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NASA orbiter snaps the 'Niagara Falls of Mars'

You won't want to book your honeymoon there, but there's a place on Mars where the landscape reminds scientists of the epic formations of Niagara Falls.

It's no place for a honeymoon, but these lava-fall views are still gorgeous.

NASA/JPL-Caltech/Univ. of Arizona

Ah, Niagara Falls, a grandiose natural phenomenon of rushing water. You won't find anything quite like it on the dry surface of Mars, but the Red Planet has a landmark that bears a resemblance to the famous falls. 

NASA posted an image today from the Mars Reconnaissance Orbiter (MRO) and titled it "The Niagara Falls of Mars." There's no bubbling river here, but there are the remnants of what was once a great lava flow.

NASA says the image "shows one of the many examples from Mars where lava (when it was molten) behaved in a similar fashion to liquid water." 

What you're looking at is the north rim of a crater nearly 19 miles (30 kilometers) in diameter. Nasa notes, "a lava flow coming from the north-northeast surrounded the crater rim, and rose to such levels that it breached the crater rim at four locations to produce spectacular multi-level lava falls."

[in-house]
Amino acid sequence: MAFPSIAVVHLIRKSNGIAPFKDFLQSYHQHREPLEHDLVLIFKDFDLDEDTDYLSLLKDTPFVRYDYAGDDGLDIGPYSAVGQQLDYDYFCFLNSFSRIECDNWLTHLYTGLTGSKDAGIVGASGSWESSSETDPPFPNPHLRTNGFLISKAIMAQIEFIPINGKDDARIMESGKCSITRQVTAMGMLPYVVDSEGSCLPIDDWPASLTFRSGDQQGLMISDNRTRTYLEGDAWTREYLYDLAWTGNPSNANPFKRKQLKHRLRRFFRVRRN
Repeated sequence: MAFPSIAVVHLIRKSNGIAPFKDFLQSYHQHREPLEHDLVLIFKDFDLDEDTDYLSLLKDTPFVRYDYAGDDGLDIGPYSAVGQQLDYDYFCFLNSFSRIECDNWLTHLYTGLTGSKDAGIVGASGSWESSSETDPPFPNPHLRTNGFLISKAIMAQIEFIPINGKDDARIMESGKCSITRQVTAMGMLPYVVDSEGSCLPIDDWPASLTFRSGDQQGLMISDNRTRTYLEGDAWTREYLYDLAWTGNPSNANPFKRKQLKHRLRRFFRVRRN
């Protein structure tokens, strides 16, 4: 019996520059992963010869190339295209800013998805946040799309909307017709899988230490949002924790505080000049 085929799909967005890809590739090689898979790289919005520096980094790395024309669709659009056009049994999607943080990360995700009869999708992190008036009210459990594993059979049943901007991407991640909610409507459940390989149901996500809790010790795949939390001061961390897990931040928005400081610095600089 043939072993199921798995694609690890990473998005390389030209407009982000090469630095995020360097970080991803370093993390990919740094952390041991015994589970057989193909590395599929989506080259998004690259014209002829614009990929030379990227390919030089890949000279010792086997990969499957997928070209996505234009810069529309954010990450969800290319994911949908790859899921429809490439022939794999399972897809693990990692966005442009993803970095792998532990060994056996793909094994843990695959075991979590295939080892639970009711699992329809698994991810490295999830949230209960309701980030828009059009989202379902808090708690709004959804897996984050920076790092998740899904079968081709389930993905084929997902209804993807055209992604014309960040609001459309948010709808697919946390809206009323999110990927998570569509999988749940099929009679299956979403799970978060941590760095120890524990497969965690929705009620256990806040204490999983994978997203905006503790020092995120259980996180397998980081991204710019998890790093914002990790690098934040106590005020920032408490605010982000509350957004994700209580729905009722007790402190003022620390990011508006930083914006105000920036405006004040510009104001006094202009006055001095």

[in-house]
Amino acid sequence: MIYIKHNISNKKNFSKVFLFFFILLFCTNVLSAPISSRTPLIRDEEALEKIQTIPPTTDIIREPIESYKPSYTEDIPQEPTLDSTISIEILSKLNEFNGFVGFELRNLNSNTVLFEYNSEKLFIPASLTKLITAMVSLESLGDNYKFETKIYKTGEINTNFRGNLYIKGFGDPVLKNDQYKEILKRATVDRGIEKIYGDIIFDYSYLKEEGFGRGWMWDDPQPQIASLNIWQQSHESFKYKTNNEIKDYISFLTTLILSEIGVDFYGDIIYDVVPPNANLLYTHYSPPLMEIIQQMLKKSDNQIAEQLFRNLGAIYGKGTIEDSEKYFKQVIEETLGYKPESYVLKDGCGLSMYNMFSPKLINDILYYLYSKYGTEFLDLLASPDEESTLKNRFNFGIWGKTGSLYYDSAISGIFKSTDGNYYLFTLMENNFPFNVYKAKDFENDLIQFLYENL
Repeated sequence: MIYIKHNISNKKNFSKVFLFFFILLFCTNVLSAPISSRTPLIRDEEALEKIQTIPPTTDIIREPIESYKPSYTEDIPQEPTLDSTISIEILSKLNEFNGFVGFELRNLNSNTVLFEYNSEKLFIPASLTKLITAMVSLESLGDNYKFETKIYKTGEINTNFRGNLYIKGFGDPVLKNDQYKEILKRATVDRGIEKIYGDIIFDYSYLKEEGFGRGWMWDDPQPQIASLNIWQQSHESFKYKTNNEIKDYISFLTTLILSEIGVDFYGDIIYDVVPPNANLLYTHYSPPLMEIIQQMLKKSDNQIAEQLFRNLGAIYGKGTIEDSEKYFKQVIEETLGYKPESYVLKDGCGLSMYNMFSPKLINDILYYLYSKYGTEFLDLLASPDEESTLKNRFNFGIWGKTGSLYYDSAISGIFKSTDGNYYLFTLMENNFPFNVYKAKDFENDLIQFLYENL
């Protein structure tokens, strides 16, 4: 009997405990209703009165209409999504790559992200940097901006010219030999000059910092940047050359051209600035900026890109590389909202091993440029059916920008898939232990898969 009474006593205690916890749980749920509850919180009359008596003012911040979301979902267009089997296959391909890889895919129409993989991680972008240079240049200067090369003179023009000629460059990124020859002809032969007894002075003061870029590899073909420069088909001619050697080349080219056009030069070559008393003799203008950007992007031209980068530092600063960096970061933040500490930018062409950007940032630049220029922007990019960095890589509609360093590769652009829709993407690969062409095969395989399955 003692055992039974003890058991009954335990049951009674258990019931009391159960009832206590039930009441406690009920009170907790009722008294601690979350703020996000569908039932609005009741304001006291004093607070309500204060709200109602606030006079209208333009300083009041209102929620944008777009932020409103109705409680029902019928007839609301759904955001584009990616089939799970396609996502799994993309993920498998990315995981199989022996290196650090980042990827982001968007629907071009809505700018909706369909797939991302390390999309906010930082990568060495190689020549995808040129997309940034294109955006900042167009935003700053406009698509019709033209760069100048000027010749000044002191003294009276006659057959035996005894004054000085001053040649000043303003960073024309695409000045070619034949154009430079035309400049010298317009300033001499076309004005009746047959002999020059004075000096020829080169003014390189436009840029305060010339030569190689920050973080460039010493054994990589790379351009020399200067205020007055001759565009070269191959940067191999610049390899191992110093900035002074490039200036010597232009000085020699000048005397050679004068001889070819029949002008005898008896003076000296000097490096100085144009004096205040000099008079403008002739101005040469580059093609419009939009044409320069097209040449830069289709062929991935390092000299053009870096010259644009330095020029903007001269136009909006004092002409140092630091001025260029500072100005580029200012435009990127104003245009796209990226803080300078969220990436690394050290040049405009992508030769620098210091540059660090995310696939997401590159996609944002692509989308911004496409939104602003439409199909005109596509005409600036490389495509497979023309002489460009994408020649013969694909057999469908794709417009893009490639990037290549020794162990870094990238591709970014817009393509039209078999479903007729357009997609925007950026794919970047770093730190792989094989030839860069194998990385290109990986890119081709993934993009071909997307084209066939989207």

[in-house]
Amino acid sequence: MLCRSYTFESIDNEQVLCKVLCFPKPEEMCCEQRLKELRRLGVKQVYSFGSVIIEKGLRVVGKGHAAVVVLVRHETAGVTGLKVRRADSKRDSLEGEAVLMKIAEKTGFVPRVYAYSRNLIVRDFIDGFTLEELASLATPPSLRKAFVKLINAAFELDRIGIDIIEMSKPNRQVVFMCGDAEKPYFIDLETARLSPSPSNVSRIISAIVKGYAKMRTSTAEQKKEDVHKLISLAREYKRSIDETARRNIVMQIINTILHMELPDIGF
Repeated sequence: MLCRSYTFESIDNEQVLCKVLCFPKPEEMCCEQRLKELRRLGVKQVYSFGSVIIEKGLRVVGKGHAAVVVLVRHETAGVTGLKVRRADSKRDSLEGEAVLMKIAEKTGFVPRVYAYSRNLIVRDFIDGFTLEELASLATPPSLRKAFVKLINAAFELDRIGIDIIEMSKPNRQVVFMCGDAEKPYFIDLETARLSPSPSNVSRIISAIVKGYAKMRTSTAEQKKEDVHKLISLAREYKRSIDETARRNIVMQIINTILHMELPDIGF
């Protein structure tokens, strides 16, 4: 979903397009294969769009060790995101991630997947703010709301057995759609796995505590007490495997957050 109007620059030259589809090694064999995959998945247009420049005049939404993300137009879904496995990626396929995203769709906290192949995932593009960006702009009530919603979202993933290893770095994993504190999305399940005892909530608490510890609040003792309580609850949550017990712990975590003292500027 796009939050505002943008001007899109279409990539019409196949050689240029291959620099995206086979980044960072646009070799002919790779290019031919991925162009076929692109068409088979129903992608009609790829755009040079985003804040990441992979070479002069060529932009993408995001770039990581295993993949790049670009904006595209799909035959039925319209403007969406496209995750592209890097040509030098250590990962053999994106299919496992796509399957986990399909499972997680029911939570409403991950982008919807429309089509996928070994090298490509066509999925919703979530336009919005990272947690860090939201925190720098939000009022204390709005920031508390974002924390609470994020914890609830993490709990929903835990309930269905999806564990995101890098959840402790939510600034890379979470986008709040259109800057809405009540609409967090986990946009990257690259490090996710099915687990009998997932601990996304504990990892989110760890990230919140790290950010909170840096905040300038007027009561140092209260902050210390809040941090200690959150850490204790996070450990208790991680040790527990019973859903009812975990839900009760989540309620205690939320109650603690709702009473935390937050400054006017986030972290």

As epic as all this looks now, it would have been totally mind-blowing in the long-distant past while the lava was actually flowing and creating these spectacular formations. For another view, check out this 3D image that makes it feel like you're visting in person.

NASA's MRO launched in 2005 and has sent back quite a few fascinating views of Mars, including recent looks at the Curiosity rover and a mysterious deep pit.